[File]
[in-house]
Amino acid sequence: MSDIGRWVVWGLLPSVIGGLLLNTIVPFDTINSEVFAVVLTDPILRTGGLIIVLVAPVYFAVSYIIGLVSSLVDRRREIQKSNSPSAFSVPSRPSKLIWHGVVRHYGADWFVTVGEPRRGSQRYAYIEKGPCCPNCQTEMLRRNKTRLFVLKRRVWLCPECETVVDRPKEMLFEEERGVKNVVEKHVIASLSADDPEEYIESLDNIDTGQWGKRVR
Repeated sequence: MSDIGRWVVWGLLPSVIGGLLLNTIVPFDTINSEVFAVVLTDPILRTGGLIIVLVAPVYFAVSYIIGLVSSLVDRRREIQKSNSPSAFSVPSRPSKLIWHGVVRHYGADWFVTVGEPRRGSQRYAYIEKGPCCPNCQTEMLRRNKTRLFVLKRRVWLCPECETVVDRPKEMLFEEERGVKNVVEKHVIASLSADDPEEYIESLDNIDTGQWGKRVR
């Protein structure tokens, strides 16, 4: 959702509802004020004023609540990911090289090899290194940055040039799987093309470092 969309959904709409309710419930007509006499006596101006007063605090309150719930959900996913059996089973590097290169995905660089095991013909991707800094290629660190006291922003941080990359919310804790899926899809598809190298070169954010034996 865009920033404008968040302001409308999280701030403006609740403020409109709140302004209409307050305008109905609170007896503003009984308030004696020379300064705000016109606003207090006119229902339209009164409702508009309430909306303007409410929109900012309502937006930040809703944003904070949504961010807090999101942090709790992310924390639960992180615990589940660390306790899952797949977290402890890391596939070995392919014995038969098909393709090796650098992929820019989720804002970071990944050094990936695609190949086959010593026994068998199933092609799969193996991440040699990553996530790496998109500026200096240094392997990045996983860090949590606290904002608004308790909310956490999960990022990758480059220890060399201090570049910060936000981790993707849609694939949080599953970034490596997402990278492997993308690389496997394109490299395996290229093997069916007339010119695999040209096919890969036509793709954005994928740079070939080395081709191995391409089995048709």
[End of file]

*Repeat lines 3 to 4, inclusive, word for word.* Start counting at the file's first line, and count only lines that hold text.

Repeated sequence: MSDIGRWVVWGLLPSVIGGLLLNTIVPFDTINSEVFAVVLTDPILRTGGLIIVLVAPVYFAVSYIIGLVSSLVDRRREIQKSNSPSAFSVPSRPSKLIWHGVVRHYGADWFVTVGEPRRGSQRYAYIEKGPCCPNCQTEMLRRNKTRLFVLKRRVWLCPECETVVDRPKEMLFEEERGVKNVVEKHVIASLSADDPEEYIESLDNIDTGQWGKRVR
């Protein structure tokens, strides 16, 4: 959702509802004020004023609540990911090289090899290194940055040039799987093309470092 969309959904709409309710419930007509006499006596101006007063605090309150719930959900996913059996089973590097290169995905660089095991013909991707800094290629660190006291922003941080990359919310804790899926899809598809190298070169954010034996 865009920033404008968040302001409308999280701030403006609740403020409109709140302004209409307050305008109905609170007896503003009984308030004696020379300064705000016109606003207090006119229902339209009164409702508009309430909306303007409410929109900012309502937006930040809703944003904070949504961010807090999101942090709790992310924390639960992180615990589940660390306790899952797949977290402890890391596939070995392919014995038969098909393709090796650098992929820019989720804002970071990944050094990936695609190949086959010593026994068998199933092609799969193996991440040699990553996530790496998109500026200096240094392997990045996983860090949590606290904002608004308790909310956490999960990022990758480059220890060399201090570049910060936000981790993707849609694939949080599953970034490596997402990278492997993308690389496997394109490299395996290229093997069916007339010119695999040209096919890969036509793709954005994928740079070939080395081709191995391409089995048709």